As for the management of toddler's fracture, several different strategies are used at present, and there is no consensus on which is the optimal approach.11 Traditionally, patients with confirmed fracture have been treated with a long-leg cast for 3–4 weeks, and those with suspected fracture with a similar approach until performance of the follow-up radiographic evaluation 10–14 days after.3–5 However, several recent studies show that these groups of patients are not managed in the same way in current clinical practice: patients with confirmed toddler's fracture are more likely to be treated with a circumferential cast compared to patients with unconfirmed fracture (92% vs 47% in the study by Sapru et al.,3 and 95% vs 14% in a nationwide study conducted in Canada11). In our study, 85% of patients with confirmed fracture were managed with a cast, compared to 40% of patients with unconfirmed fracture, a difference that was statistically significant (P=.015), which was consistent with the previous literature. In addition, in recent years several authors have analysed patient outcomes based on the type of immobilisation used (long-leg or short-leg circumferential cast, splint, bandaging or no immobilisation) and have not found significant differences in the incidence of fracture displacement or the time to weight bearing6,12,13; while lack of immobilisation with a cast or splint could prevent the skin breakdown observed in 17.3% of patients treated with this approach.12 Immobilisation with casts in paediatric patients is associated with skin changes in up to 27%, in addition to creating difficulties for the family in the management of everyday life, an increased number of visits to the emergency department due to problems with the cast11,12,14 and an increased need of follow-up care by medical specialists, which entails increases in health care costs and family expenditure.9 For these reasons, and since toddler's fracture is a stable fracture with a low incidence of complications, several authors11–13 have proposed conservative management without rigid immobilisation of patients coupled with adequate analgesia if the family agrees, which may not even require specialised follow-up.15 In our study, nearly 20% of patients were treated conservatively, and none experienced displacement, while we found no significant differences in the time to weight bearing based on the treatment approach; on the contrary, as described by other authors,12,13 we found that the use of casts was associated with an increase in morbidity, with 19% of patients developing pressure ulcers.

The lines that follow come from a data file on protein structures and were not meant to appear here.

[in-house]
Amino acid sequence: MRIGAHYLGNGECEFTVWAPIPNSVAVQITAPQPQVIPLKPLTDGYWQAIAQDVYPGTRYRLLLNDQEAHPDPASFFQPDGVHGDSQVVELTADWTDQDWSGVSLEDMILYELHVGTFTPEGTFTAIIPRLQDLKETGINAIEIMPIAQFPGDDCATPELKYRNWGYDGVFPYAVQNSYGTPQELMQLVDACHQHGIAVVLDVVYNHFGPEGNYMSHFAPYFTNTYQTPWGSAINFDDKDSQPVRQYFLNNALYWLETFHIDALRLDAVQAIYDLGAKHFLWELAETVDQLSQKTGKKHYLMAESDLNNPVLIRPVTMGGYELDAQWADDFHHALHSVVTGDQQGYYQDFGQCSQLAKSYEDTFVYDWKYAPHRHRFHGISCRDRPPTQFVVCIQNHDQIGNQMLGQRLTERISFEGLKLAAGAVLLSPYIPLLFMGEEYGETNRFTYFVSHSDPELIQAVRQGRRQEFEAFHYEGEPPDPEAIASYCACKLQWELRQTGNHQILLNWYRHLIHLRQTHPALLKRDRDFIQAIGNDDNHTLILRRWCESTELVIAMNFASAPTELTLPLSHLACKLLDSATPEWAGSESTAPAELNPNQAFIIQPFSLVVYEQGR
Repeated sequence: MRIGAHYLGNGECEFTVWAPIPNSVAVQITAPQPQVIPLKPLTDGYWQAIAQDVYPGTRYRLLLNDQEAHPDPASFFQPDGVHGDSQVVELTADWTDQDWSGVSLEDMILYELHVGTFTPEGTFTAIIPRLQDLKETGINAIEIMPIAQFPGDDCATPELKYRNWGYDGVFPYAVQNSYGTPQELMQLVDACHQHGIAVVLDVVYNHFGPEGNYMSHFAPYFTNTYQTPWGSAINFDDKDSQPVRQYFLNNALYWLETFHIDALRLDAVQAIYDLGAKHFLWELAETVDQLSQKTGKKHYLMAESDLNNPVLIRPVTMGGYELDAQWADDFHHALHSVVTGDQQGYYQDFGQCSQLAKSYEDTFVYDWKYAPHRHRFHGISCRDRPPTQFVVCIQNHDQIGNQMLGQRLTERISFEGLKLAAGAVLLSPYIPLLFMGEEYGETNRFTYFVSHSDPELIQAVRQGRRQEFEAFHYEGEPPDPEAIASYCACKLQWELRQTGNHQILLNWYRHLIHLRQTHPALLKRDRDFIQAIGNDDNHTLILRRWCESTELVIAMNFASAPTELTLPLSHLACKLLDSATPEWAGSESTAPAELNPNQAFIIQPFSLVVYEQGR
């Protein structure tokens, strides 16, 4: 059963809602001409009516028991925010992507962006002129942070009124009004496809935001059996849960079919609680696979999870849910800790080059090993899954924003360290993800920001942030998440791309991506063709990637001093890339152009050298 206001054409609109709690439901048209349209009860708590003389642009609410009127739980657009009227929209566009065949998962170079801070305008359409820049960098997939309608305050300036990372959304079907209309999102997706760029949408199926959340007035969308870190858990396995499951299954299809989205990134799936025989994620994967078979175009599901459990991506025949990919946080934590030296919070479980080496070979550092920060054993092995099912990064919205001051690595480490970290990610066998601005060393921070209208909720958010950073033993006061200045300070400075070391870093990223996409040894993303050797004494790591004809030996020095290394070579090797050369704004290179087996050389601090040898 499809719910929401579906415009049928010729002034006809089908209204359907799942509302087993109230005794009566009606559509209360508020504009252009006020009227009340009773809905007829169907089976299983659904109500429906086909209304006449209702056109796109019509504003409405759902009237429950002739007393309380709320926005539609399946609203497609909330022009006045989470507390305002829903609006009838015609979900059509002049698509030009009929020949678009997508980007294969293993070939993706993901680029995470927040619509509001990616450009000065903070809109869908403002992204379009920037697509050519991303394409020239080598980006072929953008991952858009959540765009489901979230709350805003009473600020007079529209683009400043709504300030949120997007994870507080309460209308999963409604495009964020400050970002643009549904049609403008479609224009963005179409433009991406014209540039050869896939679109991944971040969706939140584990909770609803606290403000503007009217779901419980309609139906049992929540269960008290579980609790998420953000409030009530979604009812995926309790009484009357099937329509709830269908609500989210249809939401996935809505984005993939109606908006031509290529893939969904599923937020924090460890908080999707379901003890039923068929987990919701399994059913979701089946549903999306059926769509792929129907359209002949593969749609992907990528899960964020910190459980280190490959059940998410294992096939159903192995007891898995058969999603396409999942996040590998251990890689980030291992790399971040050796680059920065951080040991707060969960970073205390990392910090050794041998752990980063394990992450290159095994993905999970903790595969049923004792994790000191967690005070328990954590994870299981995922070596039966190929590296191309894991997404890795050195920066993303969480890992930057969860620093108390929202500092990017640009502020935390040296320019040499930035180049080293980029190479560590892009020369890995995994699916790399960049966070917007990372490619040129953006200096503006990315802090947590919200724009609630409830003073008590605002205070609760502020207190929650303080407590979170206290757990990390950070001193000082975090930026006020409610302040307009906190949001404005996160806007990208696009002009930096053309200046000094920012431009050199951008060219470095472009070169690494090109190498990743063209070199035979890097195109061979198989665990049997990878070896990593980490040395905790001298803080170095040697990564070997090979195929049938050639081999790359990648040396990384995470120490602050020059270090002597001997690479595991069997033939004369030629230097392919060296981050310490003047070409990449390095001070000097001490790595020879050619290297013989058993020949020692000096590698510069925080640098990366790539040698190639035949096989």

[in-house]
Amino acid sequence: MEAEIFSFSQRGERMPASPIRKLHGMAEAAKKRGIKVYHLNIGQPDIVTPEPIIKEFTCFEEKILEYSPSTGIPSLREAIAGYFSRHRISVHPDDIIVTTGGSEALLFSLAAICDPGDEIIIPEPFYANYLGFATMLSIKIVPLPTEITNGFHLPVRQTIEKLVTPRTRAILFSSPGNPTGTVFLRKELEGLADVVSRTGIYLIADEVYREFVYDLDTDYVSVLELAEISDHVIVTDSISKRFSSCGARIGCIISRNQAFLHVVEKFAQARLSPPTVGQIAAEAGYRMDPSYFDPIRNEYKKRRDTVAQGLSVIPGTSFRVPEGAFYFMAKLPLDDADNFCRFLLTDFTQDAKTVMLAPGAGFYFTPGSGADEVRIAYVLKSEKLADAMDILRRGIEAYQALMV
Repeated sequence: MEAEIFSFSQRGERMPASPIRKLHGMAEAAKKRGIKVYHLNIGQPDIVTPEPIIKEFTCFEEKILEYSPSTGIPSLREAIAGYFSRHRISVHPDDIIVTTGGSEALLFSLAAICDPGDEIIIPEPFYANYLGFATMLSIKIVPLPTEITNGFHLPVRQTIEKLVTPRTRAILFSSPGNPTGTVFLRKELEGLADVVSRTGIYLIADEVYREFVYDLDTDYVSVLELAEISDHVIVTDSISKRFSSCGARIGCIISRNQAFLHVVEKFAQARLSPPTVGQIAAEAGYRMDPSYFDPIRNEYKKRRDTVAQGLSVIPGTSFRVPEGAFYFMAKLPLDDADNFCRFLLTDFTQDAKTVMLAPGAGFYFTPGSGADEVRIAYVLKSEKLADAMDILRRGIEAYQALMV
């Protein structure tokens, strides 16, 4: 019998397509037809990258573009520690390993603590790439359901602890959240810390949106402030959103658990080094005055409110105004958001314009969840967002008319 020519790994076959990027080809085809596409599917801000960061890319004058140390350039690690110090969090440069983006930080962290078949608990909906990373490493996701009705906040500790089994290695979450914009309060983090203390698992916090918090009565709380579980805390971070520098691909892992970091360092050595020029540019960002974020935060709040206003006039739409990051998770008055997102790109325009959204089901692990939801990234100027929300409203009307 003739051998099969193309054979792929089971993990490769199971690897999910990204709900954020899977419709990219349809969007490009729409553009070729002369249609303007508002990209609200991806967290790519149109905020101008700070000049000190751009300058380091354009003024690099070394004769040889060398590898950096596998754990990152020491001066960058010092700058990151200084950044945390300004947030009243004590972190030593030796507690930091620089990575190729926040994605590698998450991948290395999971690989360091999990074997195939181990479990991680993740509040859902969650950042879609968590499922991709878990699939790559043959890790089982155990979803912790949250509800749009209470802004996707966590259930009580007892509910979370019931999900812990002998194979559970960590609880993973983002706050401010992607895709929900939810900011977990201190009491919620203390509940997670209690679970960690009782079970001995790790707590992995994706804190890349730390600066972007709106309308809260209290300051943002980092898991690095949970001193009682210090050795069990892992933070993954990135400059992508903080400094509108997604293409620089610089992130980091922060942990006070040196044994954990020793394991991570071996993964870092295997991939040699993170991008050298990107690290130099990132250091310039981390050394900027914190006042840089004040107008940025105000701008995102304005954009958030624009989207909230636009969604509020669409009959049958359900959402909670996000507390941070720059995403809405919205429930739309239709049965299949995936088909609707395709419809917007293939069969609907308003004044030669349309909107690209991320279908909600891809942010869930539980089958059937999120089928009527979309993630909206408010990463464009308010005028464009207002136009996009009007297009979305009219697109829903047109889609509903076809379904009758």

It is worth highlighting that while toddler's fracture is not one of the fractures that ought to trigger a strong suspicion of child abuse, and cases of physical abuse were not identified in our sample, previous studies have reported percentages of 7% to 11% of cases of this fracture resulting from abuse, especially those involving the middle and proximal thirds of the tibia.5,7,15,16 For this reason, physical abuse should always be contemplated in patients aged less than 3 years with long bone fractures, especially in cases in patients that do not yet walk, with family or social risk factors, where seeking care is delayed, with inconsistencies in the narrative or the physical examination, a history of previous fracture or atypical fracture, given the significant impact and deleterious consequences of such abuse in children.17,18